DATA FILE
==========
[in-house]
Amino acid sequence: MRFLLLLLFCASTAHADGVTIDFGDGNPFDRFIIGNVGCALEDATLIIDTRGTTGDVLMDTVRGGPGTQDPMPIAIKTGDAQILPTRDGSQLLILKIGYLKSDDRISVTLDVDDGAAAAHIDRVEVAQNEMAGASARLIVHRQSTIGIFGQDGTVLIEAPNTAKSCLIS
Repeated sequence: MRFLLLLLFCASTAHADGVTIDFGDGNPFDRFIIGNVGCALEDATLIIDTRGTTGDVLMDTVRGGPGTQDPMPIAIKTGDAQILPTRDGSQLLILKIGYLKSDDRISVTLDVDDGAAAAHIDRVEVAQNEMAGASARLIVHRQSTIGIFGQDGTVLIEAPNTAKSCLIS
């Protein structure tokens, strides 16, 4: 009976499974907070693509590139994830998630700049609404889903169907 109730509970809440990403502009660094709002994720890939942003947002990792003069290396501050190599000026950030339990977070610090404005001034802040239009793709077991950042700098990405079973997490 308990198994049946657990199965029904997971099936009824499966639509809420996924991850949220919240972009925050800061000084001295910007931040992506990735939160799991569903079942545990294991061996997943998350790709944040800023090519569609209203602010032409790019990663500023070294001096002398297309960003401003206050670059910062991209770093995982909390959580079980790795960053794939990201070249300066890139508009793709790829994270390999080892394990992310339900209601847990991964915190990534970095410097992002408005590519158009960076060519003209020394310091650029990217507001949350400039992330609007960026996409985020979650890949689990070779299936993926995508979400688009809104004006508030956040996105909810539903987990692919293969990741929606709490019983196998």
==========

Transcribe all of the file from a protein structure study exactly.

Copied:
[in-house]
Amino acid sequence: MRFLLLLLFCASTAHADGVTIDFGDGNPFDRFIIGNVGCALEDATLIIDTRGTTGDVLMDTVRGGPGTQDPMPIAIKTGDAQILPTRDGSQLLILKIGYLKSDDRISVTLDVDDGAAAAHIDRVEVAQNEMAGASARLIVHRQSTIGIFGQDGTVLIEAPNTAKSCLIS
Repeated sequence: MRFLLLLLFCASTAHADGVTIDFGDGNPFDRFIIGNVGCALEDATLIIDTRGTTGDVLMDTVRGGPGTQDPMPIAIKTGDAQILPTRDGSQLLILKIGYLKSDDRISVTLDVDDGAAAAHIDRVEVAQNEMAGASARLIVHRQSTIGIFGQDGTVLIEAPNTAKSCLIS
């Protein structure tokens, strides 16, 4: 009976499974907070693509590139994830998630700049609404889903169907 109730509970809440990403502009660094709002994720890939942003947002990792003069290396501050190599000026950030339990977070610090404005001034802040239009793709077991950042700098990405079973997490 308990198994049946657990199965029904997971099936009824499966639509809420996924991850949220919240972009925050800061000084001295910007931040992506990735939160799991569903079942545990294991061996997943998350790709944040800023090519569609209203602010032409790019990663500023070294001096002398297309960003401003206050670059910062991209770093995982909390959580079980790795960053794939990201070249300066890139508009793709790829994270390999080892394990992310339900209601847990991964915190990534970095410097992002408005590519158009960076060519003209020394310091650029990217507001949350400039992330609007960026996409985020979650890949689990070779299936993926995508979400688009809104004006508030956040996105909810539903987990692919293969990741929606709490019983196998």